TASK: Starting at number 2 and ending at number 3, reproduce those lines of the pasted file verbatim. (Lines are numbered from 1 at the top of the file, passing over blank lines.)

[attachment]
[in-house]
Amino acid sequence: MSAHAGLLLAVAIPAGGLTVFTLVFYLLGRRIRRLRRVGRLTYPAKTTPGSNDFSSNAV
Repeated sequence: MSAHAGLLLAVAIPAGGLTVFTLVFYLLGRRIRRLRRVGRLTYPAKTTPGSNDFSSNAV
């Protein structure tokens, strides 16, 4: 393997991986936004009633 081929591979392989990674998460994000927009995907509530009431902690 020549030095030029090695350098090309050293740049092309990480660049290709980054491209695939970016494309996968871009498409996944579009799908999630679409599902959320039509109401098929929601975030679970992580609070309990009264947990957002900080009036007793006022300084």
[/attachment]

Amino acid sequence: MSAHAGLLLAVAIPAGGLTVFTLVFYLLGRRIRRLRRVGRLTYPAKTTPGSNDFSSNAV
Repeated sequence: MSAHAGLLLAVAIPAGGLTVFTLVFYLLGRRIRRLRRVGRLTYPAKTTPGSNDFSSNAV